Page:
No, not all scientists are atheists

First worldwide survey of religion and science:

 No, not all scientists are atheists
Are all scientists atheists? Do they believe religion and science can co-exist? These questions and others were addressed in the first worldwide survey of how scientists view religion, released December 5th by researchers at Rice University.  "No one today can deny that there is a popular 'warfare' framing between science and religion," said the study's principal investigator, Elaine Howard Ecklund, founding director of Rice University's Religion and Public Life Program and the Herbert S. Autrey Chair in Social Sciences. "This is a war of words fueled by scientists, religious people and those in between."
The study's results challenge longstanding assumptions about the science-faith interface. While it is commonly assumed that most scientists are atheists, the global perspective resulting from the study shows that this is simply not the case.

"More than half …

Chomsky was right: We have a 'grammar' in our head

This story about each of us possessing an internal grammar buried in the functions of our brains brings this blog full circle.  It was a post, Your Brain Spots Grammar Error You Might Miss, that gave me the idea for Science News for Writers (SNfW).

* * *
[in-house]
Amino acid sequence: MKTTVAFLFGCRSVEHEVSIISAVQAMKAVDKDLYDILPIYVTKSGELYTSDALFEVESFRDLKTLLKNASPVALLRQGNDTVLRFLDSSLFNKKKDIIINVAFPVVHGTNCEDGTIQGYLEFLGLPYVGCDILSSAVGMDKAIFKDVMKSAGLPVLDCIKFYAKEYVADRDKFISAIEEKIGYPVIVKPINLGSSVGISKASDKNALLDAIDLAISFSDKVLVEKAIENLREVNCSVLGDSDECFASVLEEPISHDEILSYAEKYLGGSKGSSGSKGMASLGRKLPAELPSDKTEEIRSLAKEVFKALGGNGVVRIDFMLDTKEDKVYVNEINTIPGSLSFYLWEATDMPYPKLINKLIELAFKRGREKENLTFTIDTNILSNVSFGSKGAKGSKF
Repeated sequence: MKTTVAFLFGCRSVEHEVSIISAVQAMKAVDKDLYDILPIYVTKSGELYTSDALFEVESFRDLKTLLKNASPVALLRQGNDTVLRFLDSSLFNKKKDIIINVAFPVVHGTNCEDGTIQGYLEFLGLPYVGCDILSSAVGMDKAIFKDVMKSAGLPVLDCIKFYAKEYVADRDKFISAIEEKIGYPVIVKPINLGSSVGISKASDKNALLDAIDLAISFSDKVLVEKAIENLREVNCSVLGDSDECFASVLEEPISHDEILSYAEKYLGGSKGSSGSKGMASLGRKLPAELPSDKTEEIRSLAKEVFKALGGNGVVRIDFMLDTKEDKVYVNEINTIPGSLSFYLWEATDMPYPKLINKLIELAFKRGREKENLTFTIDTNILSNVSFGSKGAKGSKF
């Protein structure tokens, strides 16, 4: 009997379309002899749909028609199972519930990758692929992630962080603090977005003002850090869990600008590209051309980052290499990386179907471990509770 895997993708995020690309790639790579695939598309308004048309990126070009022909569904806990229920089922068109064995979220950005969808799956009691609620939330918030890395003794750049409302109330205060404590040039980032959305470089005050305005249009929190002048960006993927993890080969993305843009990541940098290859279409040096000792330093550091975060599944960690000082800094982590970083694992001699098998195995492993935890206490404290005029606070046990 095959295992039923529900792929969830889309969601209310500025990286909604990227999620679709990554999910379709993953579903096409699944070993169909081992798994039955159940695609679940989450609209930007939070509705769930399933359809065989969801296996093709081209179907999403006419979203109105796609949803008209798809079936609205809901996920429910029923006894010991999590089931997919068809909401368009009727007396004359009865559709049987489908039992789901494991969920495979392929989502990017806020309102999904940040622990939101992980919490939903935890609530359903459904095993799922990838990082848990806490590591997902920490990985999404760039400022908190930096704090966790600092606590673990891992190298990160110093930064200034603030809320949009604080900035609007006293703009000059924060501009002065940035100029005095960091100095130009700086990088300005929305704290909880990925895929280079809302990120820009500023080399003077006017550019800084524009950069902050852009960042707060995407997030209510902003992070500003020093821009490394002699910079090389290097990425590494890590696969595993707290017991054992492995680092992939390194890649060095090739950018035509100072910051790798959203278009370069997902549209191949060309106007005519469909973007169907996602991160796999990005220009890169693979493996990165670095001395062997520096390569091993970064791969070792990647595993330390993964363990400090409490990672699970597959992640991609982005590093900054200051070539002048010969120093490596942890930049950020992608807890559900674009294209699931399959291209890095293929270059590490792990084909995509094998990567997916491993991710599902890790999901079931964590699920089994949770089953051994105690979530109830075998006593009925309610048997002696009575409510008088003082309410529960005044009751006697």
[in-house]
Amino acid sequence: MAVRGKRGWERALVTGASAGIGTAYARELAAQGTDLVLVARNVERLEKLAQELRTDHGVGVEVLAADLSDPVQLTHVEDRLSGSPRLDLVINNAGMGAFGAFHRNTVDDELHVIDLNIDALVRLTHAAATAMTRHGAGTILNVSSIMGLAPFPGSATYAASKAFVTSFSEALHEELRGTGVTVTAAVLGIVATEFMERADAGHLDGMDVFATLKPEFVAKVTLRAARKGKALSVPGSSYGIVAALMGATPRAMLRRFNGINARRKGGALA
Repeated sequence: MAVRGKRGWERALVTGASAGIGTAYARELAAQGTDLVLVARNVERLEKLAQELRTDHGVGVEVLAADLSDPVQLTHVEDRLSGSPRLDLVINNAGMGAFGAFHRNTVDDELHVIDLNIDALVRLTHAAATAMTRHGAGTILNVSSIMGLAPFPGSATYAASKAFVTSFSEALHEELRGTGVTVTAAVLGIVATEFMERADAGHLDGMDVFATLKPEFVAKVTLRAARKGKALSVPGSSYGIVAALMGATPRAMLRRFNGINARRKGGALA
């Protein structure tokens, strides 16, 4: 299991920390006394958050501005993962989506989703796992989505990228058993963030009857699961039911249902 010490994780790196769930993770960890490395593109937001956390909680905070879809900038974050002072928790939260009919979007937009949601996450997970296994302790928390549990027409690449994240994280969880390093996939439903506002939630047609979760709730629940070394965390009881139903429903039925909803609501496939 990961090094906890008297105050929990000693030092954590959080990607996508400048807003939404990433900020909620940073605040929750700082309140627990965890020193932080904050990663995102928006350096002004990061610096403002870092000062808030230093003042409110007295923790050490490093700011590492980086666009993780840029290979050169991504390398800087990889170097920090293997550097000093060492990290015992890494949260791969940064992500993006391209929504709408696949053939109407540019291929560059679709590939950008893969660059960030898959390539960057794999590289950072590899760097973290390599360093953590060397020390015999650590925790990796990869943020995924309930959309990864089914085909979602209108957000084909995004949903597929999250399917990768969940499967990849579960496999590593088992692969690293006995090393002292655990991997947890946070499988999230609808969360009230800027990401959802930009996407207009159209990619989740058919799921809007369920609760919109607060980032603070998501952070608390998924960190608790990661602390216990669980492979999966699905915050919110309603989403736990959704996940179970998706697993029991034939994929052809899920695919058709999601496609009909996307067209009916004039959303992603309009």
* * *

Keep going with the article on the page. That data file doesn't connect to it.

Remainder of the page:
My feeling is that Latinate grammars are an artificial construct applied to English, which we all should know to be a weird conglomeration of ancient Celtic mixed into a stew of German and French seasoned with both made-up words and a sprinkling of words from many other languages that changes faster than the OED can add new words and drop those whose fad has passed.  Trying to force what amounts the foot of a platypus into a rigid Latin shoe strikes me as a very pure form of mental masturbation.  A lot of fun while you're doing it, but what have you got when you're done?This research out of the University of Oregon was, at least to me, something most writers of any field would find interesting not just because of the result but what …

The 'snunkoople' effect in literature quantified. The what??

Every writer at some time has wondered, what makes a word funny?  

Is it the unexpected usage a' la S. J. Perelman?  ("I once shot an elephant in my pajamas.  What it was doing in my pajamas I'll never know," a line he allegedly wrote for Groucho Marx.)  

Is it a straight up pun?

Is it absurd usage?

Is it the inspired nonsense of Lewis Carroll?

As one of the most vexing problems in modern literary science, it has finally been researched resulting in a scale that rates the funniness of a word in objective terms based on the word's inherent entropy.  I have no idea what that means, either, but you've come this far, you may as well plunge ahead.

I've long labored under the delusion that funniness is in the eye of the beholder.  Well, I'm wrong.  Despite the hilarity you may engender with your prose, it now has to pass the test of the The Snunkoople Effect.  Can we now expect some editor or producer to reject your best work because of a low Snunkoople score?  D…